Rosiglitazone increases dendritic spine density and rescues spine loss caused by apolipoprotein E4 in primary cortical neurons.
ABSTRACT Convergent evidence has revealed an association between insulin resistance and Alzheimer's disease (AD), and the peroxisome proliferator-activated receptor-gamma (PPAR-gamma) agonist, rosiglitazone, an insulin sensitizer and mitochondrial activator, improves cognition in patients with early or mild-to-moderate AD. Apolipoprotein (apo) E4, a major genetic risk factor for AD, exerts neuropathological effects through multiple pathways, including impairment of dendritic spine structure and mitochondrial function. Here we show that rosiglitazone significantly increased dendritic spine density in a dose-dependent manner in cultured primary cortical rat neurons. This effect was abolished by the PPAR-gamma-specific antagonist, GW9662, suggesting that rosiglitazone exerts this effect by activating the PPAR-gamma pathway. Furthermore, the C-terminal-truncated fragment of apoE4 significantly decreased dendritic spine density. Rosiglitazone rescued this detrimental effect. Thus, rosiglitazone might improve cognition in AD patients by increasing dendritic spine density.
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ABSTRACT: Neuronal processes (neurites and axons) have an important role in brain cells communication and, generally, they are damaged in neurodegenerative diseases. Recent evidence has showed that the activation of PPARγ pathway promoted neuronal differentiation and axon polarity. In addition, activation of PPARγ using thiazolidinediones (TZDs) prevented neurodegeneration by reducing neuronal death, improving mitochondrial function, and decreasing neuroinflammation in neuropathic pain. In this review, we will discuss important evidence that supports a possible role of PPARγ in neuronal development, improvement of neuronal health, and pain signaling. Therefore, activation of PPARγ is a potential target with therapeutic applications against neurodegenerative disorders, brain injury, and pain regulation.PPAR Research 08/2014; 2014:768594. DOI:10.1155/2014/768594 · 1.64 Impact Factor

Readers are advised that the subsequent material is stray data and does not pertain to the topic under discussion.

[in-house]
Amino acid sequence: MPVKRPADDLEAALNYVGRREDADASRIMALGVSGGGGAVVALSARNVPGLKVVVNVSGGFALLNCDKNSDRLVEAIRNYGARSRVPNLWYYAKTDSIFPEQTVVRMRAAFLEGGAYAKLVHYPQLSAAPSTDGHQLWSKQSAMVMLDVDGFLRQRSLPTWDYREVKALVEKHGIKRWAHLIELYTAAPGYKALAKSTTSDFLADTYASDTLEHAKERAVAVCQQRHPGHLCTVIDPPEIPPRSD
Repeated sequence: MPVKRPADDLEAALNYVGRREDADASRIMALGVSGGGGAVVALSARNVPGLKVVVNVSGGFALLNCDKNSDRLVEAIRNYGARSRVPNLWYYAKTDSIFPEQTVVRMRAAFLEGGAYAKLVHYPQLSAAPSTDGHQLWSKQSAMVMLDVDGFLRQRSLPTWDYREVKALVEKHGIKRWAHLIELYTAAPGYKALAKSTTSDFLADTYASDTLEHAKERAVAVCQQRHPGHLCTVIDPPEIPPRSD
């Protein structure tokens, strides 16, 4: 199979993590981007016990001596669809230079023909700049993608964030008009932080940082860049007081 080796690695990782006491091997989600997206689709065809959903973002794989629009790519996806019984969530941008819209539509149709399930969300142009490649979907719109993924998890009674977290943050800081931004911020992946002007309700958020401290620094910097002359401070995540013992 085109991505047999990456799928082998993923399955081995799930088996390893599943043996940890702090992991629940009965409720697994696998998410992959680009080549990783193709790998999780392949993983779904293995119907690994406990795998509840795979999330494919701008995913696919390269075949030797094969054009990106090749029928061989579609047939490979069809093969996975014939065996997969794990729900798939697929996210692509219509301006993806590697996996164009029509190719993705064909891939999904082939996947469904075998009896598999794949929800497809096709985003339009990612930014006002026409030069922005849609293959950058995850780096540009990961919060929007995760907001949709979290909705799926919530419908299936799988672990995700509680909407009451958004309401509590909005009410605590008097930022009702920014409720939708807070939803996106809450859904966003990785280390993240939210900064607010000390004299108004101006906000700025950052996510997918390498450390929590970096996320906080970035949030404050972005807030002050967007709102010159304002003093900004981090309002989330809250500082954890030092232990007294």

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ABSTRACT: Apolipoprotein (apo) E is a multifunctional protein with central roles in lipid metabolism, neurobiology, and neurodegenerative diseases. It has three major isoforms (apoE2, apoE3, and apoE4) with different effects on lipid and neuronal homeostasis. A major function of apoE is to mediate the binding of lipoproteins or lipid complexes in the plasma or interstitial fluids to specific cell-surface receptors. These receptors internalize apoE-containing lipoprotein particles; thus, apoE participates in the distribution/redistribution of lipids among various tissues and cells of the body. In addition, intracellular apoE may modulate various cellular processes physiologically or pathophysiologically, including cytoskeletal assembly and stability, mitochondrial integrity and function, and dendritic morphology and function. Elucidation of the functional domains within this protein and of the three-dimensional structure of the major isoforms of apoE has contributed significantly to our understanding of its physiological and pathophysiological roles at a molecular level. It is likely that apoE, with its multiple cellular origins and multiple structural and biophysical properties, is involved widely in processes of lipid metabolism and neurobiology, possibly encompassing a variety of disorders of neuronal repair, remodeling, and degeneration by interacting with different factors through various pathways.Neurobiology of Disease 08/2014; 72. DOI:10.1016/j.nbd.2014.08.025 · 5.20 Impact Factor